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Arizonans Deserve to Know How the $740 Billion ‘Climate Bill’ Will Threaten Prescription Drug Access and Affordability

August 5, 2022

Dubbed a “climate” bill and officially named the “Inflation Reduction Act of 2022,” congressional Democrats’ $740 billion reconciliation package is rapidly—and quietly—making its way through Congress. But few have read the fine print. And that is unfortunate because, if enacted, it would prioritize a progressive climate agenda over Arizona families and the state’s economy.

Before this stealth proposal receives a vote—which could come as early as this weekend—Arizonans should have the opportunity to learn about and publicly debate the legislation. Are their interests best served by $370 billion in new climate spending? Will spending hundreds of billions of taxpayer dollars do anything to ease the burden of inflation on Arizona families?

But reading the fine print buried deep within the 725-page bill reveals that it also threatens to stunt medical innovation, drive drug prices higher, and leave older Americans who rely on Medicare with fewer treatment options.

Under the proposal, ten to twenty of the highest-spending drugs used in the Medicare program would be selected for “negotiation” every year. If a drug maker does not enter into a price agreement, they would be hit with a 95 percent penalty on sales.

It’s not hard to imagine how a drug manufacturer might limit the availability of a treatment in the Medicare program to avoid making the “top ten to twenty” highest-spending drugs. This would hurt the countless older Americans who need these drugs to effectively manage chronic illness.

Price control schemes limit manufacturers’ ability or incentive to innovate. While they’re peddled as a way of “saving money,” they have the easily predictable unintended consequences of stifling new drug development and limiting patients’ access to the newest, most innovative treatments.

Another provision in the bill would cap drug price increases. This week, the non-partisan Congressional Budget Office (CBO) concluded that this provision would encourage drug makers to increase prices on new drugs knowing that their ability to do so would be limited once their product is on the market.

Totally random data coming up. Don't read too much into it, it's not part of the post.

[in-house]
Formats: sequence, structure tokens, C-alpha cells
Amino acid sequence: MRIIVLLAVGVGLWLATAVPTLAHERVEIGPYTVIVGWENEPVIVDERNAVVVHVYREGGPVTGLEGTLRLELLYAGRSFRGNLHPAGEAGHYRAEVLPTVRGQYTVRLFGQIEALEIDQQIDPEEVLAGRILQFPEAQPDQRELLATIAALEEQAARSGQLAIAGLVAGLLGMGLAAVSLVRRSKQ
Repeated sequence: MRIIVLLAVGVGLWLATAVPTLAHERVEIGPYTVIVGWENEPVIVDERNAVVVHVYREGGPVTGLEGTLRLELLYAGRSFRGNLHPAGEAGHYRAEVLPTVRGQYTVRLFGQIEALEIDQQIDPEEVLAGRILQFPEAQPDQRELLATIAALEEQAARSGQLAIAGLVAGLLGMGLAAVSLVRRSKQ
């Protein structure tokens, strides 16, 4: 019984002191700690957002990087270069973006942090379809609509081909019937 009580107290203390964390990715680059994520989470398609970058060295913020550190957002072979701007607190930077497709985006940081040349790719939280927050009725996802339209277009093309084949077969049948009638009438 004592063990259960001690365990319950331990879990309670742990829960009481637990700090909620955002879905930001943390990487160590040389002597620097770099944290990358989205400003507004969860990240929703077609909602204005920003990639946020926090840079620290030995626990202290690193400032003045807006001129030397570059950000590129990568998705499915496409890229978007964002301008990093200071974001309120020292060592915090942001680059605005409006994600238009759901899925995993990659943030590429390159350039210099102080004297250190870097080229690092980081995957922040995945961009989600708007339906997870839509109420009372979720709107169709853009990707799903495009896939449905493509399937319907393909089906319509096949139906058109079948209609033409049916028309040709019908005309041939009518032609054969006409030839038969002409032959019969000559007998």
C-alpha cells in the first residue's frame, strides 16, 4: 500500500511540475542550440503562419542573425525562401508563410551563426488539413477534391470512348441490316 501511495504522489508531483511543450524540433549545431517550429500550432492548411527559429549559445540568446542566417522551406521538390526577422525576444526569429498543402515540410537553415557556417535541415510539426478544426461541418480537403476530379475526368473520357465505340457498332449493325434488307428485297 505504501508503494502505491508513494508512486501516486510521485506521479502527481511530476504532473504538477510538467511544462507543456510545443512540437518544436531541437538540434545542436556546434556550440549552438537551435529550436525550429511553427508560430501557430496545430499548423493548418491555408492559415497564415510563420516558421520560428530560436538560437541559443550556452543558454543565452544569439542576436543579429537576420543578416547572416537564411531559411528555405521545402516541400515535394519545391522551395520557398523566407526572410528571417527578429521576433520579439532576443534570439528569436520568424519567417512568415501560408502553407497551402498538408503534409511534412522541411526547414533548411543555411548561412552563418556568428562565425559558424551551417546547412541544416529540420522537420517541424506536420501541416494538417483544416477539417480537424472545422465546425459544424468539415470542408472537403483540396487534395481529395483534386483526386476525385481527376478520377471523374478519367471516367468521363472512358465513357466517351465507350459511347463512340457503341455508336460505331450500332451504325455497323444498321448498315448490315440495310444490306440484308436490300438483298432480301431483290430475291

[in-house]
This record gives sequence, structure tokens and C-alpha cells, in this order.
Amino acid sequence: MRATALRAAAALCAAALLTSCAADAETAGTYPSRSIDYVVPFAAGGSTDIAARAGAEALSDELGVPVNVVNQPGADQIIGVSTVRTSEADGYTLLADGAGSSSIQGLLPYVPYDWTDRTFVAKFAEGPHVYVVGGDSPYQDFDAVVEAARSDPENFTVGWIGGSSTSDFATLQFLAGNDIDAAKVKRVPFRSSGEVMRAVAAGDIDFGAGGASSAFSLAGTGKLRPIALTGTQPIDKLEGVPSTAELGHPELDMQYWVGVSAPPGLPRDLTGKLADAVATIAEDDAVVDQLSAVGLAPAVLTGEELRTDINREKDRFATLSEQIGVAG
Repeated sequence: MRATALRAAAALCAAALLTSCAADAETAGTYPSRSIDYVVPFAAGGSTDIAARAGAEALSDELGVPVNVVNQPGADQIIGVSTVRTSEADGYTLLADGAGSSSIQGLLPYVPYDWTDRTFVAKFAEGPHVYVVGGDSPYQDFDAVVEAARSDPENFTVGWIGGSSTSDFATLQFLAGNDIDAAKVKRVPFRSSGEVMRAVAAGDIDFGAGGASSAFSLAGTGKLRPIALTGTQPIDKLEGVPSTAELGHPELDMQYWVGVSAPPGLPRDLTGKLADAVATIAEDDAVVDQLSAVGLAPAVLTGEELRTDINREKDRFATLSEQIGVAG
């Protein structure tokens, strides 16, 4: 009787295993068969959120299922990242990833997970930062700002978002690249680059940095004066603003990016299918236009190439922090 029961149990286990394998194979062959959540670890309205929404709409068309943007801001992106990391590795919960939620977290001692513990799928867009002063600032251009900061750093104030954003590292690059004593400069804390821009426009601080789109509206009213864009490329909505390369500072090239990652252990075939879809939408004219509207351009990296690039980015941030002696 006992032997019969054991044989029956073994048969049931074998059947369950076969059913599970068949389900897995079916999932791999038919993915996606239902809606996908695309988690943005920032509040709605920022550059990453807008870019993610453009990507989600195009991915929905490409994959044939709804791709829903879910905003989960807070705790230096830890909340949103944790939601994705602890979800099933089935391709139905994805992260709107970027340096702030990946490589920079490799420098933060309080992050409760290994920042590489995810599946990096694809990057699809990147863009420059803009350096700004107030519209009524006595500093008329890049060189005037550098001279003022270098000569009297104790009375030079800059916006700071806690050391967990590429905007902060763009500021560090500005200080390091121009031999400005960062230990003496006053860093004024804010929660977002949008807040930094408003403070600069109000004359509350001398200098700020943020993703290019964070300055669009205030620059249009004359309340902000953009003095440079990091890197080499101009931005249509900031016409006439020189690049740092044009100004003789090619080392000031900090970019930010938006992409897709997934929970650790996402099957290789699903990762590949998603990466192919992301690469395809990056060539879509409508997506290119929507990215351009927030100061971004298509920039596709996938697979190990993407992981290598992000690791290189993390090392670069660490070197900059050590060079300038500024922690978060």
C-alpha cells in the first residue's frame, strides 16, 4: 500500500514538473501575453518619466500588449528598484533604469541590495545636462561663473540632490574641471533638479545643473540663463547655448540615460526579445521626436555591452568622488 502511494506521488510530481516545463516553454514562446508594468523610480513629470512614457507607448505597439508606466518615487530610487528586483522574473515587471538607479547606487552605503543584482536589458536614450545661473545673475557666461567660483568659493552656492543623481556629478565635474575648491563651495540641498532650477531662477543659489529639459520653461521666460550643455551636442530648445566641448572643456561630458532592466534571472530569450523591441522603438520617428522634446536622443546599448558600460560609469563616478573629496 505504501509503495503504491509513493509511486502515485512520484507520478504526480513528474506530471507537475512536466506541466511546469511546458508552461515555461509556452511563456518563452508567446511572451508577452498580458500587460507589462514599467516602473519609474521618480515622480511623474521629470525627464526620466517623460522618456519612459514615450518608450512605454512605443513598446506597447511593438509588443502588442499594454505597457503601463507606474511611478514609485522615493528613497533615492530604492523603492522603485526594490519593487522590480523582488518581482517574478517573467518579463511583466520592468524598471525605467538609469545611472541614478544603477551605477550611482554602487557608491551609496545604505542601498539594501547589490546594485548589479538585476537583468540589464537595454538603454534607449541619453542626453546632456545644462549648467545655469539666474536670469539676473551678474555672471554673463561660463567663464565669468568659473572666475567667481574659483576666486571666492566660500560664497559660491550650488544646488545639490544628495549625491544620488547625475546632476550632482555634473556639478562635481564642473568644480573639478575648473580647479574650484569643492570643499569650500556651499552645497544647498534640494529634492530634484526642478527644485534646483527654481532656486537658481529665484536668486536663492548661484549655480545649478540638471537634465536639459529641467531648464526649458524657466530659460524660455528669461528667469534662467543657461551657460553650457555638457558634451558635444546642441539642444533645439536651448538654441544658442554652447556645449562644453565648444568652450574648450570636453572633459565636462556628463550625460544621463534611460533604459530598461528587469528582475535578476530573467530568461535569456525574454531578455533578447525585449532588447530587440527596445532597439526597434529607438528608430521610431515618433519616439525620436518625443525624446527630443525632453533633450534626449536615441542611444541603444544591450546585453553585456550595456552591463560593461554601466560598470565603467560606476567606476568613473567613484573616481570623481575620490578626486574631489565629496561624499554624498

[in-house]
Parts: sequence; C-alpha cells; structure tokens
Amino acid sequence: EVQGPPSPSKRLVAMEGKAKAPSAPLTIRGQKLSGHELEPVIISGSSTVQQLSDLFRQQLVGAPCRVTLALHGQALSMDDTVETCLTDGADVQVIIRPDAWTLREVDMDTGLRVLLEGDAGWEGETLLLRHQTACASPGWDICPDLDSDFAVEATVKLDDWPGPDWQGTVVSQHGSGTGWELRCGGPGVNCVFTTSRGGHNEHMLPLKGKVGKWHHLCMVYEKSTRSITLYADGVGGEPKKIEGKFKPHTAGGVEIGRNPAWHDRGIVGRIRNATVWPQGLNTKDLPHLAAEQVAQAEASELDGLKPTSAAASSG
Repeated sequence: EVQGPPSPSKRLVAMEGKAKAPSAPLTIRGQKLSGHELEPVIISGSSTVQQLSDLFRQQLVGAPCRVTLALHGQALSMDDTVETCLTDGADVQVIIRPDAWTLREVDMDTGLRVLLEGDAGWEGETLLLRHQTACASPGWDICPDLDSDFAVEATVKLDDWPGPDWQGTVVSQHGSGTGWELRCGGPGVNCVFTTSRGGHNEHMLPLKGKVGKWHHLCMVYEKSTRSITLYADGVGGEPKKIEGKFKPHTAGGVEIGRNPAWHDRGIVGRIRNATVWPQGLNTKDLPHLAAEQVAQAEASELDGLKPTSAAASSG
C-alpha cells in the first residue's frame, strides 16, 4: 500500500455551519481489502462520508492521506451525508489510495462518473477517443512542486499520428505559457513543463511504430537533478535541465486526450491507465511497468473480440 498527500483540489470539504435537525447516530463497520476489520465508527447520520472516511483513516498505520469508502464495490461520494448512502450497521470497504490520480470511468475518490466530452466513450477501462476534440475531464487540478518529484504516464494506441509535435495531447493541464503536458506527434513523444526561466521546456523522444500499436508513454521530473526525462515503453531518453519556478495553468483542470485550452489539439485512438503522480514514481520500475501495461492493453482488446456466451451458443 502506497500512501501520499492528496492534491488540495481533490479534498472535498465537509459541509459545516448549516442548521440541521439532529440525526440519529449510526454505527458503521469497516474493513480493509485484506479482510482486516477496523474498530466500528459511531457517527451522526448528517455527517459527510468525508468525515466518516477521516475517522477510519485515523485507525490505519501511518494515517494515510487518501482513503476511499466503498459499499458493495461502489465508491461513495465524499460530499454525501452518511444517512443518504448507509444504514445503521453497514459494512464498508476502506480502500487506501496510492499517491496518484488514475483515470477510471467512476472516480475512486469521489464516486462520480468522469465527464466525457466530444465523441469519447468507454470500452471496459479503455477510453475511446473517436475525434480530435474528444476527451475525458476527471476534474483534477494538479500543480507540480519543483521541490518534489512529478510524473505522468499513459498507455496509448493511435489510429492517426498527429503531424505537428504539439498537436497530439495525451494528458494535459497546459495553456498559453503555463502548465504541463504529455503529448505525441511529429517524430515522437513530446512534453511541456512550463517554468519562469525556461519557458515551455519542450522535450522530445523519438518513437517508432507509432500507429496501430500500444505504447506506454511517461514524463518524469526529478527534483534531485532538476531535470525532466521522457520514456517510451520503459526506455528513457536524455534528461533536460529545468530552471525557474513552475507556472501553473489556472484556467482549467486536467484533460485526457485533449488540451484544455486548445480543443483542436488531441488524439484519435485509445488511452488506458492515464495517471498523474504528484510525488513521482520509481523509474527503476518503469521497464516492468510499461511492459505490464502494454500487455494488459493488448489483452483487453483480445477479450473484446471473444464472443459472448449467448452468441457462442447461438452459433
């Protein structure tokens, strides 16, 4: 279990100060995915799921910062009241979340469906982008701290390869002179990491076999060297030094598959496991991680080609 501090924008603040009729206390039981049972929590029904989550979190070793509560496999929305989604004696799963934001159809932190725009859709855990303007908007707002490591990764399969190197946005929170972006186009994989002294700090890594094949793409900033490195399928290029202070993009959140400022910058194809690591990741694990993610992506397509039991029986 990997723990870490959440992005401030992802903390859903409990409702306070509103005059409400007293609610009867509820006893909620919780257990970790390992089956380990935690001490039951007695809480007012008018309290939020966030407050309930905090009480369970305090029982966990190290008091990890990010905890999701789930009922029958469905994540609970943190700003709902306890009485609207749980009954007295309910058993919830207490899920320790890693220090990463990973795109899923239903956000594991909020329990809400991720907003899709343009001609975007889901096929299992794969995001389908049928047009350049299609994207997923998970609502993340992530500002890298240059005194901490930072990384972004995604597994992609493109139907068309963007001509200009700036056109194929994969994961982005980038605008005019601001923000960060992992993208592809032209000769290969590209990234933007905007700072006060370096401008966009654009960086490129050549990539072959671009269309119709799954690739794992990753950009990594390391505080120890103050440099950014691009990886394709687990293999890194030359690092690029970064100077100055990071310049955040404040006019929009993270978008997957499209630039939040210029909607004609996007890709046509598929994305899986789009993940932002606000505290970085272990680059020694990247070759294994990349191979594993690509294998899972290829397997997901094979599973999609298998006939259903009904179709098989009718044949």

There is no doubt that cost of prescription drugs is a concern for Americans. But this bill fails to discern cost from value, while also ignoring how these treatments might be serving to reduce hospitalizations, halt illness progression, and improve overall patient overall. This short-sighted approach threatens to undermine the rapid pace of drug development that is providing enormous benefits to patients and society.

More than one-third of the state’s population is over age 50. Arizonans, especially those who will be immediately affected or could be in the coming years, deserve to know about the details of the bill’s many health-related provisions and publicly debate whether this proposal serves their needs and preferences.

Not only will this package impose extraordinary new taxes on some of the state’s most innovative manufacturers, but it also comes at a time of rising economic uncertainty and frighteningly rapid price increases for necessities like groceries, gasoline, and rent.

This proposal is a perilous prescription for Arizona’s businesses, families, and older residents whose healthcare options may be limited as a result. Arizonans deserve better.

Naomi Lopez is the Vice President for Healthcare Policy at the Goldwater Institute.



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